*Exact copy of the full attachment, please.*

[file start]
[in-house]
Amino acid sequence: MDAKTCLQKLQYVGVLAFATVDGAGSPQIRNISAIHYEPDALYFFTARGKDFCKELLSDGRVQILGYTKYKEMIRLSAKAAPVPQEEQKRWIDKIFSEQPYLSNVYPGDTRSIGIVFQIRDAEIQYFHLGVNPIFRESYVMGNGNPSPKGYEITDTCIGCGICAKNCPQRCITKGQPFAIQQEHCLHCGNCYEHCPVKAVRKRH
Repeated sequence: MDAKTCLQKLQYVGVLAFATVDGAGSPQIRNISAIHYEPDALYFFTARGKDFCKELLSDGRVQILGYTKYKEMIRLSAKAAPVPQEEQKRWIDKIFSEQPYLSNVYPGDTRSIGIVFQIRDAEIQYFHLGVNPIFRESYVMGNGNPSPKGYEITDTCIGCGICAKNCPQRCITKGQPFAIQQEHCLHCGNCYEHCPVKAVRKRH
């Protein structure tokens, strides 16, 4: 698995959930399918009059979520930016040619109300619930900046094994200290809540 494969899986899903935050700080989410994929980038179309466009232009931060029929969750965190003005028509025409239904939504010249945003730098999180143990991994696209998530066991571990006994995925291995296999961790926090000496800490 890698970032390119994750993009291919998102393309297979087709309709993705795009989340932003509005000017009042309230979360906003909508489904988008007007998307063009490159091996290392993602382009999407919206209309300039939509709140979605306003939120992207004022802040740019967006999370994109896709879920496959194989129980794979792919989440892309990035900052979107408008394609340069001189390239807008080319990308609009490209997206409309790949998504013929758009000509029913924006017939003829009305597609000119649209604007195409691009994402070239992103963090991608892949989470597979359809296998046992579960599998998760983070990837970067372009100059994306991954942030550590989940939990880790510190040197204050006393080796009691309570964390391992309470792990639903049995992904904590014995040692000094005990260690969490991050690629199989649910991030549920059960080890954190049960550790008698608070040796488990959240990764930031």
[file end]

[in-house]
Amino acid sequence: MDAKTCLQKLQYVGVLAFATVDGAGSPQIRNISAIHYEPDALYFFTARGKDFCKELLSDGRVQILGYTKYKEMIRLSAKAAPVPQEEQKRWIDKIFSEQPYLSNVYPGDTRSIGIVFQIRDAEIQYFHLGVNPIFRESYVMGNGNPSPKGYEITDTCIGCGICAKNCPQRCITKGQPFAIQQEHCLHCGNCYEHCPVKAVRKRH
Repeated sequence: MDAKTCLQKLQYVGVLAFATVDGAGSPQIRNISAIHYEPDALYFFTARGKDFCKELLSDGRVQILGYTKYKEMIRLSAKAAPVPQEEQKRWIDKIFSEQPYLSNVYPGDTRSIGIVFQIRDAEIQYFHLGVNPIFRESYVMGNGNPSPKGYEITDTCIGCGICAKNCPQRCITKGQPFAIQQEHCLHCGNCYEHCPVKAVRKRH
């Protein structure tokens, strides 16, 4: 698995959930399918009059979520930016040619109300619930900046094994200290809540 494969899986899903935050700080989410994929980038179309466009232009931060029929969750965190003005028509025409239904939504010249945003730098999180143990991994696209998530066991571990006994995925291995296999961790926090000496800490 890698970032390119994750993009291919998102393309297979087709309709993705795009989340932003509005000017009042309230979360906003909508489904988008007007998307063009490159091996290392993602382009999407919206209309300039939509709140979605306003939120992207004022802040740019967006999370994109896709879920496959194989129980794979792919989440892309990035900052979107408008394609340069001189390239807008080319990308609009490209997206409309790949998504013929758009000509029913924006017939003829009305597609000119649209604007195409691009994402070239992103963090991608892949989470597979359809296998046992579960599998998760983070990837970067372009100059994306991954942030550590989940939990880790510190040197204050006393080796009691309570964390391992309470792990639903049995992904904590014995040692000094005990260690969490991050690629199989649910991030549920059960080890954190049960550790008698608070040796488990959240990764930031």